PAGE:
Step 03 Test Case Development
On this step, the team creates test cases and corresponding scripts based on the specific features and their requirements. They need to verify and refine the test cases, as well as gather and create the data necessary to execute the tests. The quality and completeness of the cases and scripts are essential for ensuring that the software is thoroughly tested and any issues are identified and resolved before the release.
Step 04 Environment Setup
The test environment includes hardware and software specifications necessary for testing, which should mimic the end-user’s working scenarios. The testing team is responsible for setting up and checking the readiness of the environment through smoke testing. Knowledge of its architecture, software, and hardware specifications is essential for the project.
Step 05 Software Test Execution
On the test execution phase, specialists perform testing based on the plans and cases created by the senior engineers or project managers. They verify if all requirements in the RTM match and report any errors found to the developers. After all testers document all test results and log failed cases, link bugs with relevant test cases in the RM, and track these bugs until closure.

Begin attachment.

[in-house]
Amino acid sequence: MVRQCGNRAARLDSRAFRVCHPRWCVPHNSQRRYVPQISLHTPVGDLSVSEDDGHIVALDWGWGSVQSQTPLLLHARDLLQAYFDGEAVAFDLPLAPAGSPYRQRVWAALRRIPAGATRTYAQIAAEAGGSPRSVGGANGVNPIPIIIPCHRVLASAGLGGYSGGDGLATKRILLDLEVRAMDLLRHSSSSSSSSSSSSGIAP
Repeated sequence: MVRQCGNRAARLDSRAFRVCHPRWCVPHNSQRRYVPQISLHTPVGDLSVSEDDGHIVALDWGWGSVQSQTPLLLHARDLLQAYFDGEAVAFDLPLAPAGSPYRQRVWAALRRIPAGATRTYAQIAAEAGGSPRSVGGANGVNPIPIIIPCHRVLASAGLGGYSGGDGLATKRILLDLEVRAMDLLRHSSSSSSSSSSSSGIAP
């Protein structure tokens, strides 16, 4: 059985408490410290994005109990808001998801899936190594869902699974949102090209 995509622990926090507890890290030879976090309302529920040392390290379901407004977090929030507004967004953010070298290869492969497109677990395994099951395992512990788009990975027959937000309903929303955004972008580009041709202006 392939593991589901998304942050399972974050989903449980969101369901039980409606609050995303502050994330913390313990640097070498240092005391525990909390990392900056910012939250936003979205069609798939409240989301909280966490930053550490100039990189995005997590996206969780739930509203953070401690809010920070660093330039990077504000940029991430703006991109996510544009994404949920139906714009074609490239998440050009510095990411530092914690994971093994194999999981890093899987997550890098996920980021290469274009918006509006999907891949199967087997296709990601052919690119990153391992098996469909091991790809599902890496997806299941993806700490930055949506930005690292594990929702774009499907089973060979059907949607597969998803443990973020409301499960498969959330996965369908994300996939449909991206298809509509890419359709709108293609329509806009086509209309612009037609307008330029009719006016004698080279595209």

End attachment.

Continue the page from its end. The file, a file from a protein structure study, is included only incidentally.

Step 06 STLC Closure
The final phase of software testing involves a team meeting where they review and analyze the documentation to optimize their testing strategies. This phase aims to provide feedback on any issues faced during the software development life cycle and establish best practices for similar projects in the future.
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Software Testing in SDLC by PFLB
Identifying errors only in the last stage of SDLC is not an efficient practice. Companies have various daily activities to focus on, and dedicating too much time to testing and fixing bugs can hinder efficiency.
PFLB had provided software-testing services to over 500 companies across all industries, from finance and retail to healthcare and technology. Our team of experienced engineers will carry out each step of the SDLC to identify all possible bugs in your application. And if you need an extended support, we can offer annual support as an option.
Let us handle your software testing needs so that you can concentrate on other critical business operations. Contact us and find out how much your business can save with PFLB!